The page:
Iceland is famous for its network of roads carved through mountains and hills. The majority of roads in the country has an asphalt surface. However, there are a few roads mostly located outside the city which have a gravel surface which makes it imperative that you drive slowly. While the mountain roads are well built and regularly maintained it is strongly advised that you drive slow on these roads. Drivers may experience some wind at times when driving which can slow down the journey. Overall though driving in Iceland is easy and a pleasurable experience which makes renting a car a good idea.
To find out more about existing road conditions when you are in Iceland call 1777 from 8:00 to 16:00or visit www.road.is.
Renting a car
Regardless, of if you are travelling from across the border or from across the Atlantic your car rental quote will include Motor Vehicle Insurance. In addition many car rental services will also include collision damage waiver, third party liability as well as theft protection. There is also an option for you to add more insurance but which may increase the price slightly.
Important points to bear in mind
- Drivers will drive on the right of the road but overtake on the left.
- The roads clearly display international road signs.
- When at 4 way intersections, the car on the right has first priority. The same goes for traffic circles where cars on the inside lane have first priority to move.
- The speed limit in town is between 30 – 60 km/hr. The speed on tarmac roads is around 80km/hr to 90 km/hr.
- There are some roads where the public is not allowed. These are areas covered with fauna and flora. Driving on these roads will carry a fine. Generally, it is a goo idea not to drive on marked roads.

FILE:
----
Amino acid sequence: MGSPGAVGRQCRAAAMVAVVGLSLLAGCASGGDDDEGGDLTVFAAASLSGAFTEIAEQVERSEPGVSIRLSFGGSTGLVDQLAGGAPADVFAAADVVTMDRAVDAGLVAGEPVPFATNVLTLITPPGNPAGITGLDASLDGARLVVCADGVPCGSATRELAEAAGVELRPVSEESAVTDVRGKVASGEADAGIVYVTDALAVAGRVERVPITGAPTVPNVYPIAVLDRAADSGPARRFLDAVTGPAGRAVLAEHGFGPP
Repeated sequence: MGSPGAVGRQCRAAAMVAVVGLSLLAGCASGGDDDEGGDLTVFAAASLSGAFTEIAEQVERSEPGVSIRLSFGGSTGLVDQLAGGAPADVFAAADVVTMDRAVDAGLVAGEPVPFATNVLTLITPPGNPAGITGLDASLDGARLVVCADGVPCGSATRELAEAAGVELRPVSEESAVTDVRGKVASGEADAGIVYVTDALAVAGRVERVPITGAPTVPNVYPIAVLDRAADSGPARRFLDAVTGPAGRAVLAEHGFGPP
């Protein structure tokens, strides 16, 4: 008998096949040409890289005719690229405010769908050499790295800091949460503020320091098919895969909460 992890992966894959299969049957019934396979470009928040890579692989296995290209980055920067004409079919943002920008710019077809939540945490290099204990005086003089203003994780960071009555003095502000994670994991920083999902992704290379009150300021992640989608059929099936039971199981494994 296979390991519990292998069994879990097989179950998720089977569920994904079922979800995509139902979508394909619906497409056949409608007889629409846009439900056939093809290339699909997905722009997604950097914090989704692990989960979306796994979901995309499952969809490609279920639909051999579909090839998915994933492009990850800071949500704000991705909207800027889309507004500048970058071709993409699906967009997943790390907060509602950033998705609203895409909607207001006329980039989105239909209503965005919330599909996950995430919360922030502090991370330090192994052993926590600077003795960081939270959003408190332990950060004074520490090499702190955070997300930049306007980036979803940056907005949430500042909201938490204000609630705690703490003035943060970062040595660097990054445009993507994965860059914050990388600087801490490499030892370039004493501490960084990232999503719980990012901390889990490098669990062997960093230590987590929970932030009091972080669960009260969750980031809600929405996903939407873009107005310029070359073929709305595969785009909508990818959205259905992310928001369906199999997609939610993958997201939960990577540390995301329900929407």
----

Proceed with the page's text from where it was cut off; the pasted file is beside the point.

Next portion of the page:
- Seat belts should be strapped at all times.
- If you have kids under six make sure that they are strapped into a special car seat.
- The driver will be responsible for passengers under the age of 15 not wearing seatbelts.
- Talking on your mobile phone while driving is strictly prohibited. Use a hands free unit if you wish to talk on the phone while driving.
- People less than 140 centimeters in height, under 40 kilograms, or under the age of 12 are not
- Warning signs and safety belt requirements
A specific aspect of the Icelandic roads is that they do not have a “decrease speed” sing. However, whenever you encounter a sign indicating “danger ahead” you should always reduce speeds. The same should be applied when you encounter signs that note varying meteorological conditions. Also, all passengers inside a car are required by law to use the safety belts. And, of course, no driving while inebriated should be attempted as it is illegal.
The area around Reykjavík will allow one to find gas stations at various intervals, but, given the geography of the region, it is very important to always have your tank full, as you can‘t count on gas stations being as dense as in other parts. In terms of availability, most of the stations will operate until 11.30 PM but for the most part, the privately operated gas stations might have different opening hours. If possible, carry an emergency canister with you at all times.
Finding your way around
A safe trip in Iceland is a question of finding your whereabouts, so, whether you use a GPS system or rely on the road maps that can be offered to you by the tourist offices, or bookstores or other places, you need to make sure you can read a map and that you always have one around.